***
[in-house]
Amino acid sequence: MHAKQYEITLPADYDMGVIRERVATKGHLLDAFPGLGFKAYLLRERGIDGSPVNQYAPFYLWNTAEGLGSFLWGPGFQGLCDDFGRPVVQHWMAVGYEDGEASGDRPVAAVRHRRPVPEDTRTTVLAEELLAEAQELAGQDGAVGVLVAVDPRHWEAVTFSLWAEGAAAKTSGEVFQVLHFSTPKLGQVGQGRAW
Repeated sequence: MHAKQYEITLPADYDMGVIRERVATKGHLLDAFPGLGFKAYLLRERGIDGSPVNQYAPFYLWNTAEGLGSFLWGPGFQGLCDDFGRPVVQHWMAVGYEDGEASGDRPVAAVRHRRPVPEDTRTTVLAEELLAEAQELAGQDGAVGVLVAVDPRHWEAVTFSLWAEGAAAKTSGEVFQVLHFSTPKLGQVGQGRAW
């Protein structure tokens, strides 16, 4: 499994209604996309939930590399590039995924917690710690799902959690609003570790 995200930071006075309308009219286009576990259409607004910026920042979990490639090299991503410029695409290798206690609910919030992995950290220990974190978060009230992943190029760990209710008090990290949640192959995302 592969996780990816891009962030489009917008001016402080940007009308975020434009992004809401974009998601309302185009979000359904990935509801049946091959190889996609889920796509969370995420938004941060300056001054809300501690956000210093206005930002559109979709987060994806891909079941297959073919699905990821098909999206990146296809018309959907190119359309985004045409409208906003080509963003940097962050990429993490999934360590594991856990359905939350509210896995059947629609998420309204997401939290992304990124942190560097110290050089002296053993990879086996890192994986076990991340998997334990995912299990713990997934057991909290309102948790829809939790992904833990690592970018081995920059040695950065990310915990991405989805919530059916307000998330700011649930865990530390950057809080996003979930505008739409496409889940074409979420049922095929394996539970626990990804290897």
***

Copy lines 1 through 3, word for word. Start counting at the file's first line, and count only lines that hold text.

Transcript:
[in-house]
Amino acid sequence: MHAKQYEITLPADYDMGVIRERVATKGHLLDAFPGLGFKAYLLRERGIDGSPVNQYAPFYLWNTAEGLGSFLWGPGFQGLCDDFGRPVVQHWMAVGYEDGEASGDRPVAAVRHRRPVPEDTRTTVLAEELLAEAQELAGQDGAVGVLVAVDPRHWEAVTFSLWAEGAAAKTSGEVFQVLHFSTPKLGQVGQGRAW
Repeated sequence: MHAKQYEITLPADYDMGVIRERVATKGHLLDAFPGLGFKAYLLRERGIDGSPVNQYAPFYLWNTAEGLGSFLWGPGFQGLCDDFGRPVVQHWMAVGYEDGEASGDRPVAAVRHRRPVPEDTRTTVLAEELLAEAQELAGQDGAVGVLVAVDPRHWEAVTFSLWAEGAAAKTSGEVFQVLHFSTPKLGQVGQGRAW